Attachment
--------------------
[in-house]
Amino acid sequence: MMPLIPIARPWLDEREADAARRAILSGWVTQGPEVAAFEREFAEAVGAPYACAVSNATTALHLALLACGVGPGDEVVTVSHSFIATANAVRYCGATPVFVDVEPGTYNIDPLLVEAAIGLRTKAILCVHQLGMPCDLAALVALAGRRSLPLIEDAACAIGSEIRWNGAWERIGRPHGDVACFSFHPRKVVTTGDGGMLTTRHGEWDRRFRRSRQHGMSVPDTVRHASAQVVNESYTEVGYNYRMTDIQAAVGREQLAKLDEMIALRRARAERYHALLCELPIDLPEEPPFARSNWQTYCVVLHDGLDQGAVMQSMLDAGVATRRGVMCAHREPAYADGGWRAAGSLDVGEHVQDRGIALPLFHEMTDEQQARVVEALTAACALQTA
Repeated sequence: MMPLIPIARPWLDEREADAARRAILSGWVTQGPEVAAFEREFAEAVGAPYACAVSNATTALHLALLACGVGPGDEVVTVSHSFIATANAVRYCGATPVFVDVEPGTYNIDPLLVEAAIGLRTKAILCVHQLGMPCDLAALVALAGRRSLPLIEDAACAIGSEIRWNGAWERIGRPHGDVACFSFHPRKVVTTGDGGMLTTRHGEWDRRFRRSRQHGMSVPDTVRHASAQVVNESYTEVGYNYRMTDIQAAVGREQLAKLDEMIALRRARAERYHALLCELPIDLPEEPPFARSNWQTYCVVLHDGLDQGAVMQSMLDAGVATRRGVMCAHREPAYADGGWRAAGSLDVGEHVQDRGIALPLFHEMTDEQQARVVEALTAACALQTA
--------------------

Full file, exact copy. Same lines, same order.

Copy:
[in-house]
Amino acid sequence: MMPLIPIARPWLDEREADAARRAILSGWVTQGPEVAAFEREFAEAVGAPYACAVSNATTALHLALLACGVGPGDEVVTVSHSFIATANAVRYCGATPVFVDVEPGTYNIDPLLVEAAIGLRTKAILCVHQLGMPCDLAALVALAGRRSLPLIEDAACAIGSEIRWNGAWERIGRPHGDVACFSFHPRKVVTTGDGGMLTTRHGEWDRRFRRSRQHGMSVPDTVRHASAQVVNESYTEVGYNYRMTDIQAAVGREQLAKLDEMIALRRARAERYHALLCELPIDLPEEPPFARSNWQTYCVVLHDGLDQGAVMQSMLDAGVATRRGVMCAHREPAYADGGWRAAGSLDVGEHVQDRGIALPLFHEMTDEQQARVVEALTAACALQTA
Repeated sequence: MMPLIPIARPWLDEREADAARRAILSGWVTQGPEVAAFEREFAEAVGAPYACAVSNATTALHLALLACGVGPGDEVVTVSHSFIATANAVRYCGATPVFVDVEPGTYNIDPLLVEAAIGLRTKAILCVHQLGMPCDLAALVALAGRRSLPLIEDAACAIGSEIRWNGAWERIGRPHGDVACFSFHPRKVVTTGDGGMLTTRHGEWDRRFRRSRQHGMSVPDTVRHASAQVVNESYTEVGYNYRMTDIQAAVGREQLAKLDEMIALRRARAERYHALLCELPIDLPEEPPFARSNWQTYCVVLHDGLDQGAVMQSMLDAGVATRRGVMCAHREPAYADGGWRAAGSLDVGEHVQDRGIALPLFHEMTDEQQARVVEALTAACALQTA